The bidding war over Berkeley


Illustration by Kristine Delicana

Ryan Mancini

Thomas Paine brought the issue of free speech into liberal circles after numerous claims of libel against the British empire in the late 18th century.

He warded off Edmund Burke, a popular conservative of the time, from his lauding of the monarchy in favor of democracy as the war in America ended within the previous decade and the French were calling for revolution against their own crown.

Hop forward to after the second World War. Free speech everywhere withered into whimpers and expatriation as Sen. Joseph McCarthy wanted to label as many “communists” as he could. A decade later, with the Camelot of the Kennedys being cut down one by one, Americans became more political regarding race, sex, and foreign affairs.

Then UC Berkeley banned all political speech, resulting in the Free Speech Movement that has made it a headliner in recent years. Conservative troublemakers, from Milo Yiannopoulos and his Breitbart ilk to Ann Coulter, have gone there to speak not only to view it as a beacon of free speech, but with the know how that they have a massive fan base there, followed by the expectation of resistance.

As traditional conservatism has been hijacked by radicals from the Tea Party eight years ago and now the alt-right, the left has been hijacked by the regressive left, liberals who have rejected principles of criticism in favor of passivity, a la “safe spaces.”

Eight years of a Democratic president did not help liberals in America from keeping a strong outer defense of their issue, free speech, as apparent rejection of some key elements have made it up for grabs. Consequently, the alt-right has claimed free speech and Berkeley’s legacy as their cause to fight for.

The danger here is what is at stake. Free speech was a beacon for reason against tyranny, whether that be against authoritarian regimes, religious suicidal murderers or even deniers of science.

The novelist Salman Rushdie, in 1989, faced a neglect by western powers when a religious death sentence was issued by the supreme leader of Iran. His novel “The Satanic Verses” was treated as blasphemous and he went into a decade’s long run into hiding.

Years later, I hate to say that after the Danish Cartoons and Charlie Hebdo that this mentality would have continued. Except you would hear conservatives support Rushdie’s satire as a polemic against Islam, which it is not.

“Berkeley is going to become the free speech capital of the United States once again. I will make sure of it,” Yiannopoulos wrote on Facebook.

After facing violence in February, he warned he will bring an army with him.

Now, violence resulted in political clashes cannot be acted upon from the defenders unless faced with genuine threat. I wrote two years ago in favor of sending a message without resulting in clashes, as noticed with the deaths of Michael Brown and the 43 Mexican university students.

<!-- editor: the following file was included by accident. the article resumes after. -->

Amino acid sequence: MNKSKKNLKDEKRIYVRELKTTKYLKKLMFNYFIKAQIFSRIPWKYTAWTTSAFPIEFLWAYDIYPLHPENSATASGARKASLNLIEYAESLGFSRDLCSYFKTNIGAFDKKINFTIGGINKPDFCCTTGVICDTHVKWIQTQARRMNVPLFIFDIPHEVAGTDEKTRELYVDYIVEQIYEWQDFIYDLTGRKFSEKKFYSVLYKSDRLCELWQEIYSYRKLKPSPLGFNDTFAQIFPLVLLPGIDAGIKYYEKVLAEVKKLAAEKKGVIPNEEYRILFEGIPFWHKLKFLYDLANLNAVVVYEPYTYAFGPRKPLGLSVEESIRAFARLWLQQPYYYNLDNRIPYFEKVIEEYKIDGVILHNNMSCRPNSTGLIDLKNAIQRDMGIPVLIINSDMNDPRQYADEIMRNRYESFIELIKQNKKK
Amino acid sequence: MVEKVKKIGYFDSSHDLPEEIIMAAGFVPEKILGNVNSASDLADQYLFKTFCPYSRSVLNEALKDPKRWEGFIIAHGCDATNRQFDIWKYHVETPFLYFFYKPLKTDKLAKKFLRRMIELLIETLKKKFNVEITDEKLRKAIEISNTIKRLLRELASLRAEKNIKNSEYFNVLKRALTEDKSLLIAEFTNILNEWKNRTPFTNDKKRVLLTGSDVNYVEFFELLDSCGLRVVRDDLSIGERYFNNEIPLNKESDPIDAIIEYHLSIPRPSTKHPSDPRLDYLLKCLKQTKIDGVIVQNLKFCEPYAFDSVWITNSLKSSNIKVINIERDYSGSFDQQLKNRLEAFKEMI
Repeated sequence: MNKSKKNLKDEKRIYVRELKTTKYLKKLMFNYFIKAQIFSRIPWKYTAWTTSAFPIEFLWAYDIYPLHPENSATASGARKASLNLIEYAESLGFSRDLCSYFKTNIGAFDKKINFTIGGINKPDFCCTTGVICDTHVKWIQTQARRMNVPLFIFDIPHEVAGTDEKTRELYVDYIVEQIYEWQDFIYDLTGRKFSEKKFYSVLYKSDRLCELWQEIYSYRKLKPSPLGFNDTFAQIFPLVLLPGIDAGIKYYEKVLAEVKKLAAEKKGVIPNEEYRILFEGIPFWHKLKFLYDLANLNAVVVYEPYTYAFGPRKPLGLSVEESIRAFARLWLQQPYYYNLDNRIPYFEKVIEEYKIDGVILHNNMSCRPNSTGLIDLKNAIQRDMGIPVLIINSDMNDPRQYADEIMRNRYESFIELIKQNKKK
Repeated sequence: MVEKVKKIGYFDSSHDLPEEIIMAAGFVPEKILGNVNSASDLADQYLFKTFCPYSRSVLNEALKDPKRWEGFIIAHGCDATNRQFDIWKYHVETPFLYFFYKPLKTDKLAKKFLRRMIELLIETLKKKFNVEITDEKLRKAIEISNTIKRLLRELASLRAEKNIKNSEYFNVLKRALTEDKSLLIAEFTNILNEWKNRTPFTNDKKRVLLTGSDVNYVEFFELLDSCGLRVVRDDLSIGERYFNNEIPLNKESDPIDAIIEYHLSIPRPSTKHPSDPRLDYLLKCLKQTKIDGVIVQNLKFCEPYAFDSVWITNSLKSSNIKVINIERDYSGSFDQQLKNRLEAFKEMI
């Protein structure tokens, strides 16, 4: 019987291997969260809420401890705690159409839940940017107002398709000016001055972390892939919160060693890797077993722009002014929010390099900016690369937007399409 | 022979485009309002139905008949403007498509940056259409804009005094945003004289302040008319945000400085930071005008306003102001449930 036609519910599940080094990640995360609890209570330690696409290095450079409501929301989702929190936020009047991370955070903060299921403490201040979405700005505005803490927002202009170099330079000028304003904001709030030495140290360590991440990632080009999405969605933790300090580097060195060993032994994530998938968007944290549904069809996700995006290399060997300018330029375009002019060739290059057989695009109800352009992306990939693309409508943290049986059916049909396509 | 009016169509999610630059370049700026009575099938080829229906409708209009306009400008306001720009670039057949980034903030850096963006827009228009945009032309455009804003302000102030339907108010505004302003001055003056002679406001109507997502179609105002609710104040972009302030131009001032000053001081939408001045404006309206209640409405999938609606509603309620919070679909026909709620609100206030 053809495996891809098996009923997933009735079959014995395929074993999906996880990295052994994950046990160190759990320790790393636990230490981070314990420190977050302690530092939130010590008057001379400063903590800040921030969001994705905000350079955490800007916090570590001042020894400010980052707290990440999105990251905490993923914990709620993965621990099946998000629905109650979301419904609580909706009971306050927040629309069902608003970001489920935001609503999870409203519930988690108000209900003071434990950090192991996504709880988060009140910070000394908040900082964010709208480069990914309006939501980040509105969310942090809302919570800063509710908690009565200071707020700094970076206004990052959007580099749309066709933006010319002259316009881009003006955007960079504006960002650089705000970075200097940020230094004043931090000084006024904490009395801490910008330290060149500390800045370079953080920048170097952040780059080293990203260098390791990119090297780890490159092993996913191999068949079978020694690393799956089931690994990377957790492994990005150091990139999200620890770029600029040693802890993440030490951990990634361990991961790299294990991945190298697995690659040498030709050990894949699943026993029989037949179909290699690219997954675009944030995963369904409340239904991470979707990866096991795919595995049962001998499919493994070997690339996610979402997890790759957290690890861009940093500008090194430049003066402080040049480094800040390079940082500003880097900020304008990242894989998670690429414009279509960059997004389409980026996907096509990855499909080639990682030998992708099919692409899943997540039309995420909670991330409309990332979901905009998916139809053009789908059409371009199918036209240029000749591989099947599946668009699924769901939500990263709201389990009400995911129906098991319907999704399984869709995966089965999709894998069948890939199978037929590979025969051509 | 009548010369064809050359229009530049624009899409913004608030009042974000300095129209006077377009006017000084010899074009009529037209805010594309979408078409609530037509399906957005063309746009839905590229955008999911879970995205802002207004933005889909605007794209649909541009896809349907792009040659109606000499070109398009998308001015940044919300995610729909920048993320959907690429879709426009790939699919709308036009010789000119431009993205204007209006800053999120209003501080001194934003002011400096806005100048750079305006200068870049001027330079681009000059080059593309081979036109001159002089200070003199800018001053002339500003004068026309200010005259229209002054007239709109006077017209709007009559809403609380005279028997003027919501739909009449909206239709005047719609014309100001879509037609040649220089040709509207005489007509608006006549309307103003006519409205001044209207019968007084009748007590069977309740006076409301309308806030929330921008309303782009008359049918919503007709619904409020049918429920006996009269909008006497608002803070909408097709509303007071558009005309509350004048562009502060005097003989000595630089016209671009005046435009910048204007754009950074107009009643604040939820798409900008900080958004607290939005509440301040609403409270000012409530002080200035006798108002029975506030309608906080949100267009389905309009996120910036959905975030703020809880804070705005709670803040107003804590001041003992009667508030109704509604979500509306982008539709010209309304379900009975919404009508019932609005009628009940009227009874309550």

A battle is still to be had unless the left rebuilds itself. The left in America is so scattered and has become a fake standard for political activism that it is no wonder why the alt-right has such a tight grip to say things as they are, except in a twisted scope. Understand that whoever controls free speech controls all speech and controls its legitimacy.

“The question for Berkeley now is whether our commitment to the tradition of free speech extends to the point where we must allow our campus to be used for a publicity circus that has little to do with liberal discourse,” wrote Nicholas Dirks in the New York Times.

If the left loses free speech, the “alternative facts” of the right become reality. Now, Berkeley was not meant to be a liberal victory in regard to free speech. It was a political victory against an unconstitutional ban on political activity on a college campus. This appeared in an era of such vitriolic standpoints that is reflected upon now.

The difference now is that it is not the institution banning aspects of political discourse. If the left wants to reclaim free speech, it needs to reclaim classical liberalism first. Look toward Paine and Voltaire and Benjamin Franklin, not Kendall Jenner.

The danger that conservatives need to be aware of is allowing hate speech to further leak from their newly-realized ideology of Moon Man and Pepe the Frog. Allowing neo-Nazis, as writer Gore Vidal once stamped traditional conservative William Buckley of being, to speak is not a victory in creating rhetorical discourse within free speech. Letting these voices in gives a platform for providing xenophobia to rise again in a sickening way.

My colleague Kyle Hufnagel wrote three years ago about how silence on college campuses necessitated a return of the Berkeley Free Speech Movement. Silence is over; now the plan of action is winning the war to get back to that time in American political history. Who are we without our ability to speak the truth?